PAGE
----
Showing posts with label Lucy Burdette. Show all posts
Showing posts with label Lucy Burdette. Show all posts

Thursday, March 16, 2017

FLEXIBLE TOMATO AND ZUCCHINI TART #recipe @LucyBurdette



LUCY BURDETTE: I first spotted this tart on Recipe Girl 
while I was browsing Pinterest (one of my favorite ways to procrastinate, especially if I'm a little hungry.) I love making homemade pizza, but here I was immediately attracted to the cornmeal crust. I've made this twice now, the second time spreading some homemade pesto on the crust before adding the vegetables and cheese. It was delicious!

INGREDIENTS:


CRUST:
1 1/2 cups flour
1/2 cup whole grain cornmeal
1 tablespoon granulated white sugar
1/4 teaspoon salt, scant
1/2 cup cold unsalted butter, cut into pieces
1/3 cup milk plus 1 tsp vinegar

FILLING:
2 leeks, well cleaned and thinly sliced, or 1 red onion
1 tablespoon olive oil
1/2 cup shredded Fontina cheese
½ cup fresh mozzarella, shredded
About 1 1/2 cups cherry tomatoes, sliced in half
1 small zucchini or yellow squash, thinly sliced
6-8 leaves chopped basil
Freshly ground black pepper




If you are using leeks, clean them well, chop them, and sauté them briefly in a little olive oil. If you are using an onion, sliced finely, but no need to cook ahead.
Preheat the oven to 350. Mix the dry ingredients, flour, cornmeal, sugar and salt in the bowl of a food processor. Then cut the butter in until the mixture looks crumbly. Add the milk and mix briefly until the dough comes together. 

Put the dough in the center of a piece of parchment paper and roll into a circle, 12 to 14 inches. No need to worry about making it beautiful. Slide the dough on its parchment onto a large cookie sheet.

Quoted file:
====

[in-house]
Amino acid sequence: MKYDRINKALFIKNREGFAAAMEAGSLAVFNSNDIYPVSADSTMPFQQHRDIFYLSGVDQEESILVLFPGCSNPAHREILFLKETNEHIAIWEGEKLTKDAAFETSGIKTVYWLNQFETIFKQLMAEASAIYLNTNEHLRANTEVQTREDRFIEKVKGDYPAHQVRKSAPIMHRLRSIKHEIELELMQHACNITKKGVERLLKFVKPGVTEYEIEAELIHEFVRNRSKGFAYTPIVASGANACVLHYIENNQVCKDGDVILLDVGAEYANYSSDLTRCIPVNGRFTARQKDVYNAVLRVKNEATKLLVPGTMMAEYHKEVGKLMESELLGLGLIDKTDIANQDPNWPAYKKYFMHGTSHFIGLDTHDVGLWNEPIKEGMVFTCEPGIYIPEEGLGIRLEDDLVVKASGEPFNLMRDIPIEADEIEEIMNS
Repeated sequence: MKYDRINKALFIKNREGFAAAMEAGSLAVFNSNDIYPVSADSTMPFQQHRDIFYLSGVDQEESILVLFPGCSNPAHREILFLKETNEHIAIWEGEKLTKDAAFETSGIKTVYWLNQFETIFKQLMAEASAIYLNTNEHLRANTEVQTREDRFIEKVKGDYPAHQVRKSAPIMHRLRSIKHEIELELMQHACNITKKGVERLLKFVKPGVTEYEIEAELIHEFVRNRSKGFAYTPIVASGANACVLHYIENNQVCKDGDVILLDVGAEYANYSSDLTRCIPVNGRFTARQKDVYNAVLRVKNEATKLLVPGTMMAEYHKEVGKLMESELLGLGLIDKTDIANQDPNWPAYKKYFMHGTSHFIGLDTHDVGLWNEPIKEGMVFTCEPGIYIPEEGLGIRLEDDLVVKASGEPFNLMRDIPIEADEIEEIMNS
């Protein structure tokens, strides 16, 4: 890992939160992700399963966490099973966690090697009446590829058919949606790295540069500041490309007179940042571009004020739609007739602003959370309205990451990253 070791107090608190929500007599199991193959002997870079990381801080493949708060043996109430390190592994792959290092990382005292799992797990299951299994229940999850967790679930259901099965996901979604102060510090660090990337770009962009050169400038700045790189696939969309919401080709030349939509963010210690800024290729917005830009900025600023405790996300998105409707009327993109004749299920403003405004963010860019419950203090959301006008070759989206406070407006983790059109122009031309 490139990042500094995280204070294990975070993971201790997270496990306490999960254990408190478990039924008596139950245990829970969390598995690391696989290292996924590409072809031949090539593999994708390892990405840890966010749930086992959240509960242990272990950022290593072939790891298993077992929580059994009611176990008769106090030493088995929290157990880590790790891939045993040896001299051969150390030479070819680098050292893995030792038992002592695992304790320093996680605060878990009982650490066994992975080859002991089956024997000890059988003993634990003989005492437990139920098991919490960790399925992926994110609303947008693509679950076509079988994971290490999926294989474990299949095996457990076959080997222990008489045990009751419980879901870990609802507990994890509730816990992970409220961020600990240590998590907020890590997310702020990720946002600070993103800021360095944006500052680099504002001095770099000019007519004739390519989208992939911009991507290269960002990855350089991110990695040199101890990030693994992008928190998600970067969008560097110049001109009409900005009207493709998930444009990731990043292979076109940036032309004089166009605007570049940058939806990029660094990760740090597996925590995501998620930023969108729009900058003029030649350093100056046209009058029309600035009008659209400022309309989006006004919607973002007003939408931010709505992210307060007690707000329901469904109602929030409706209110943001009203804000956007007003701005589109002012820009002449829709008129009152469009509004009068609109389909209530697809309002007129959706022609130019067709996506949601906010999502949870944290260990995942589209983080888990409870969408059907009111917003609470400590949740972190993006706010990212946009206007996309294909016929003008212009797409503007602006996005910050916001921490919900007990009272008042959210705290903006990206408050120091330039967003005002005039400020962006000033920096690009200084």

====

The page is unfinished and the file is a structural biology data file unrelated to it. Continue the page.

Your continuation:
If you are using pesto, spread the pesto around the dough circle, leaving an inch and a half on the outside. Sprinkle the leeks or onions over the pesto. Add the cheeses, followed by the zucchini or yellow squash. Apply the cherry tomatoes on top and sprinkle with basil. Now fold in the edges of the tart. Bake for 45 minutes to an hour until the crust is browning and the center is bubbly.

I served this with a salad and it was a good amount for three people, or for two with a slice left over.

 And here's the version with the pesto and zucchini--equally delicious!



Lucy writes the Key West food critic mysteries. Follow her on Facebook, TwitterPinterest, and Instagram!



Monday, March 6, 2017

Around the Kitchen Table with Mystery Lovers Kitchen Authors + book #giveaway!

Every few weeks, we're having a new Around the Kitchen Table discussion. We hope you'll like getting to know us as we have a little chat!

Today, we're talking about our love affair with reading, when it began, why we write.

BUT FIRST - new RELEASES plus two GIVEAWAYS below.  
Both Sheila and Linda have new releases!!  Congrats, ladies.


And now, let's chat!

From DARYL:

One set of my mystery bookshelves